5 Steps to Create an Authentic Brand

5 Steps to Create an Authentic Brand

As we know, running a successful small business isn’t easy. Having a clear focus and the ability to prioritize action is what separates successful businesses from the competition.

Why should we focus on Branding for our small business?

Branding is the foundation of your business - whether you realize it or not, it’s the reason why the business exists. If your employees and customers are clear about why your brand exists and what value it contributes to its customers, you will have a much easier time acquiring and retaining customers.

“ A charismatic brand is one for which people believe there’s no substitute.”


  1. When a company’s brand is strong in the marketplace, customers feel a high degree of trust when they make the choice to do business with you.
  2. Past customers who have a positive affinity for your brand will feel confident that you will continue to deliver value to them with your products and services.
  3. If you continually reinforce your brand with your customers, it’s more likely your past customers will do business with you rather than your competition.
  4. Customers can become your best brand ambassadors by spreading the word of your company to anyone who will listen. When this happens, companies often see sustained growth since customers can act as a multiplier for your sales efforts.

Let’s take a look at the brand for Apple Inc.

Once someone is an iPhone user, they keep purchasing iPhones rather than making a switch to an Android phone. A study published by Morgan Stanley in 2017 shows a whopping 92% retention rate for Apple iPhone users.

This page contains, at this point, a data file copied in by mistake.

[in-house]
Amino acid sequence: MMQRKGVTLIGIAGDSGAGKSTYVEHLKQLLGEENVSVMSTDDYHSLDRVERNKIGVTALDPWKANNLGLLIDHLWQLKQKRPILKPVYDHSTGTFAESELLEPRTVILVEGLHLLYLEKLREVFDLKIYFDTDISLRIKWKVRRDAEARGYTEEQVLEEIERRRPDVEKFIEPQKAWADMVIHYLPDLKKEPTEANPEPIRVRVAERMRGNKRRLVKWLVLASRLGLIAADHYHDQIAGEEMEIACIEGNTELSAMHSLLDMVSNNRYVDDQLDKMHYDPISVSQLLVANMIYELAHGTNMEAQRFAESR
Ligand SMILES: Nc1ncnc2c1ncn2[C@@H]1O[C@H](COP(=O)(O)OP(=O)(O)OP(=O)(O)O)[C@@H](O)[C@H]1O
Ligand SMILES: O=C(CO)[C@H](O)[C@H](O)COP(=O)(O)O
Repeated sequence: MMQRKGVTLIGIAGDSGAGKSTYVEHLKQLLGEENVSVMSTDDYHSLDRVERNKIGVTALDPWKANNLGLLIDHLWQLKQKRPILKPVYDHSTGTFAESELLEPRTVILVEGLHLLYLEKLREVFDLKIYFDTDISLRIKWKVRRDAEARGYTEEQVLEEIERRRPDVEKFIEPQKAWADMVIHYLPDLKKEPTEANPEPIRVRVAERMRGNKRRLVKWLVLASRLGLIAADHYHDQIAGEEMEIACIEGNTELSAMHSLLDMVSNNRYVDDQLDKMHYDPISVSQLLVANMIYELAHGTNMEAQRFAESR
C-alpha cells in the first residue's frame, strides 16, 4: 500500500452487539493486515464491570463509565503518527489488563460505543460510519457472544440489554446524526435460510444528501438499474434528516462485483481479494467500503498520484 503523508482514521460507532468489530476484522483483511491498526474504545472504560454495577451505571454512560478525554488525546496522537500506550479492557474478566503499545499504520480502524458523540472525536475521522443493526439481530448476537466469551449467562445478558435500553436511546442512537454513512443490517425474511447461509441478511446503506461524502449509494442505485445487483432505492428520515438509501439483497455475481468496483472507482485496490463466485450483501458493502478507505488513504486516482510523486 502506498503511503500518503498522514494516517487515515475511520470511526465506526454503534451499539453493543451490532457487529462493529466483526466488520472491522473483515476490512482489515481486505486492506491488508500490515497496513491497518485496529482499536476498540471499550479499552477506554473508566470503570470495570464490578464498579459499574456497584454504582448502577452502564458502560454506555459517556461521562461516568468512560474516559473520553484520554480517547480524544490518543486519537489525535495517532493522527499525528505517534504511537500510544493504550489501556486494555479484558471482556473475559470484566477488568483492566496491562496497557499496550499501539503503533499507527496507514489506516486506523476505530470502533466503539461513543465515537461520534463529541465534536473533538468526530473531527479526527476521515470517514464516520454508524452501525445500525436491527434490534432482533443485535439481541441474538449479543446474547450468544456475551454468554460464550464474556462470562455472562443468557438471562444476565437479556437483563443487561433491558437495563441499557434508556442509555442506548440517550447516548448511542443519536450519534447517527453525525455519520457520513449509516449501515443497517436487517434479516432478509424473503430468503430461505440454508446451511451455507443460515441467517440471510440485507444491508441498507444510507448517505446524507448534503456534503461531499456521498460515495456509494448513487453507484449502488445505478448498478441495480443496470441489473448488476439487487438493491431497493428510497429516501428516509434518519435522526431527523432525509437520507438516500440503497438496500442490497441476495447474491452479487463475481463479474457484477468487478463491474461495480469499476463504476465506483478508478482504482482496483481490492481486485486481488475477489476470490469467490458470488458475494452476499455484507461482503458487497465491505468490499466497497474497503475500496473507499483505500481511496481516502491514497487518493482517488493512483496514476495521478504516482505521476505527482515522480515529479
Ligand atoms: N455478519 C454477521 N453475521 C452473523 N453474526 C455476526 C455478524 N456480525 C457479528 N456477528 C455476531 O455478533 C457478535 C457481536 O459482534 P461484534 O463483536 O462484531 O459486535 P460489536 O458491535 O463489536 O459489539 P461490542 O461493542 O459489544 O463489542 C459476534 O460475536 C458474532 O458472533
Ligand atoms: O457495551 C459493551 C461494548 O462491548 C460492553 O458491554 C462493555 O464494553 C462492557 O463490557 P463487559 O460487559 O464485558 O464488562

The same study has the following retention rates for Apple’s mobile phone competitors:

  • Samsung - 77% retention rate
  • LG - 59% retention rate
  • Motorola - 56% retention rate

It’s clear that iPhone users not only trust Apple to make a great phone, they don’t even consider the competition. If they did consider switching to another company for their mobile phone, the retention rate would be much lower since it’s clear that Samsung makes great mobile phones.

Apple’s brand is one of the strongest in the world. They set the standard and are 100% committed to expressing their brand in everything they do. We realize Apple is the biggest company in the world with one of the strongest brands and it’s not likely that your company has the resources to invest in your brand like Apple. Businesses often lose sight of the importance of expressing the value of their brand to their audience. Follow the lead set by Apple by consistently speaking to the value of your brand.

There is one more key reason to focus on expressing your brand within your company and to your audience. It creates a clear focus for everyone when important decisions hang in the balance.

This is Nike’s mission:

“To bring inspiration and innovation to every athlete in the world.“

Whenever Nike has a key decision to make about design, production, operations, they ask themselves a question. Will this decision bring us closer or farther away to our mission of bringing inspiration and innovation to every athlete in the world?

Being 100% committed to your brand is why Apple makes the inside of their products just as beautiful as the outside - not many people will see or understand how beautifully constructed the inside of an Apple computer is. Apple cares not only about what 99% of what their customers will see, but they also want the few that look under the hood to be equally impressed. Apple doesn’t settle for products that don’t meet the most rigorous quality standards. They can be proud of the craftsmanship of every last detail of their products which not only makes better products, it makes employees proud of the company they work for.